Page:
Even after this adjustment, it would be foolhardy to think that they are now free from that prison of self-questioning at times. We should never underestimate the strength it will take to face that fierce battle within the shame of child abuse, it’s a battle that all would choose to walk away from. But for that survivor, the only choice given is to stay within the grip of shame or to walk that road towards the truth and recovery. But neither road stretched out in front of them will avoid the pain that either journey will inflict upon them, the choice between shame or pain is never going to be a comfortable one. Ultimately, the cards are always going to seem as if they are stacked against them. Ironically, a choice can now be seen, where within child abuse one was never offered, but it’s far from an easy choice to make. Freedom of choice is huge and can sometimes seem as if taken for granted because for the most it’s a given thing, but for a child abuse recovering adult? Well, that choice is a risky venture when that choice is a fork in the road, and they just don’t know where the road will end or the distance in which they will travel.
Living within the feelings of shame creates a lonely and demoralizing experience which can be paralysing for that adult searching for recovery from child abuse. It can reflect upon that survivor's relationships, their friendships. Also, trusting is often extremely difficult. It makes its way into all areas of their lives. It can have the effect of making them feel vulnerable, unable to express themselves, never truly believing that any empathy will be found. Shame should never be likened or compared with guilt or a wrongful doing. For a child abuse recovering adult, shame or guilt should never be in the equation that’s held by another. But we would then, of course, have to believe that child abusers can feel that guilt, and at least for myself, that's a difficult emotional belief in which I truly find hard to digest. In truth, it matters not when the journey towards recovery is chosen because it’s a release found from within. Quite simply, the concentration of the mind is no longer geared towards that abuser. In this place, any residual power an abuser may still hold is relinquished, with that movement the balance of that power is shifted.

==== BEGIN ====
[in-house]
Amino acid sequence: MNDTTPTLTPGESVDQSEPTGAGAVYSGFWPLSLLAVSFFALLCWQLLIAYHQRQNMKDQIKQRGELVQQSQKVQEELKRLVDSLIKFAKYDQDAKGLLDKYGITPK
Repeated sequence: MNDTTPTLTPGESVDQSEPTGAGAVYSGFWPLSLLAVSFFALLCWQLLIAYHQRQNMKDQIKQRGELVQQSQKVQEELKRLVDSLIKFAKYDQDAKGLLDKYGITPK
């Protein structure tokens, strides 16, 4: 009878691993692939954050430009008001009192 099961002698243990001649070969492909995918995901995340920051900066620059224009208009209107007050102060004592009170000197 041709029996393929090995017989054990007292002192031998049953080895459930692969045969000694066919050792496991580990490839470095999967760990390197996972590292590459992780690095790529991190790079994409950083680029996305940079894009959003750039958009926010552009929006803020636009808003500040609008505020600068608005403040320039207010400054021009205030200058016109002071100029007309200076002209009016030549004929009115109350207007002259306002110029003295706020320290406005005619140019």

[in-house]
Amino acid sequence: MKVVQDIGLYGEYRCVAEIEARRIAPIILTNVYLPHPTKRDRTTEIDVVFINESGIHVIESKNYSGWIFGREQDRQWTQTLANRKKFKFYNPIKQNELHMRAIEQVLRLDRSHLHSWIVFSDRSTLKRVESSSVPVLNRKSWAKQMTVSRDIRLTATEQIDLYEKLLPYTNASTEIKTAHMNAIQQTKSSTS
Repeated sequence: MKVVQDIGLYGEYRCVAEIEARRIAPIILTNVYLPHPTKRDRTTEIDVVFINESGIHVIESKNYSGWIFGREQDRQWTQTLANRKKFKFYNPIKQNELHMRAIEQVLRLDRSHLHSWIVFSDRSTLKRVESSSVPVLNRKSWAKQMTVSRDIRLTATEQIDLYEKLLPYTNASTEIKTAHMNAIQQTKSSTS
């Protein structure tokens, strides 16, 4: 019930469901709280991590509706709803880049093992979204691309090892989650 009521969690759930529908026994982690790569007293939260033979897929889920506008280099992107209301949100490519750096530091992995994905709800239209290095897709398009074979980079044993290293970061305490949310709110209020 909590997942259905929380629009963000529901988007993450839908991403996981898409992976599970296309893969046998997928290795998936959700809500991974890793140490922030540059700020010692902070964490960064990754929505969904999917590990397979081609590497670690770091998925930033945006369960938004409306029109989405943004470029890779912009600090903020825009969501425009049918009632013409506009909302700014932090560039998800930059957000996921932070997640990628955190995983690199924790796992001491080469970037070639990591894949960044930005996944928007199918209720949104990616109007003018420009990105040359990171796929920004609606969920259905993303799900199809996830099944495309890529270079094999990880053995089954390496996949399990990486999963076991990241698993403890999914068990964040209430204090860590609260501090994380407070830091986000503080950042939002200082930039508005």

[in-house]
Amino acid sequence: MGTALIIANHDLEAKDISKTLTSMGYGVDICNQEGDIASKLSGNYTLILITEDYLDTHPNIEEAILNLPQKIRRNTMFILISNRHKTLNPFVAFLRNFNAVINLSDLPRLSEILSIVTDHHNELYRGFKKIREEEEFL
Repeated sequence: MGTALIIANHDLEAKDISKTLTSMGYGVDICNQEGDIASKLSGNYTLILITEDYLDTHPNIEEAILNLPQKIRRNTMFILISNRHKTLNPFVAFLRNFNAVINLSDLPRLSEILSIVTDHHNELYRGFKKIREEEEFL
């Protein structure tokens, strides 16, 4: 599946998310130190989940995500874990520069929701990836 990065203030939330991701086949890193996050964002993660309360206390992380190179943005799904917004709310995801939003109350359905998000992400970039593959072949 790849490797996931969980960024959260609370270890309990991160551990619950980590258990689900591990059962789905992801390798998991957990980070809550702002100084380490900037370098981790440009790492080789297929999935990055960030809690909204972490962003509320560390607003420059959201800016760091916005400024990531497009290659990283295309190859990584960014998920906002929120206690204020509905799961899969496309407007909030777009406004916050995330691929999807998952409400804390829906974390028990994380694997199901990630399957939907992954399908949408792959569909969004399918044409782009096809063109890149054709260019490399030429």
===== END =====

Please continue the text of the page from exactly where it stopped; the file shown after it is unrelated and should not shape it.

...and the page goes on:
When shame has been so wrongfully carried through life, it’s very difficult to dismiss. There may even be times where self-justification of that shame may be wrongly looked towards. I’m sure it’s needless for me to say here that none of the above, centred around self-shame and blame, is either accurate or indeed truthful, but it takes time to roll back the mind towards those painful years. In truth, trying to make any real sense of that which has no sense is a tall order, but deeply required if we are to have any real chance to look beneath that cloak and the real travesty of child abuse. It’s only then, that we may be able to grasp just how high that mountain is to climb away from that shame or blame for an adult child abuse survivor. I find myself reflecting on a proverb. I guess it’s just the subject matter.
“Fool me once, shame on you; fool me twice, shame on me.”
But within the horrors of child abuse, the proverb above simply has no dignity or place in which to sit. Within, child abuse sexual shame should never be felt. That shame was inflicted, that shame was enforced, within a baptism of fire, when that child was openly unaided. But with enlightened hope, every adult child abuse survivor can today have access to that aid, when the strength is found in which to encounter and demolish that shame. Holding on to that crippling emotion within childhood and throughout adulthood only attests to the strength of that soul, and in time that strength will exert all in which is required to take back that life. That life which, until now, has been overshadowed beneath the shame will now raise itself from within the fire with the mastery of the phoenix.
I believe, without question and in time, they too will ask of it.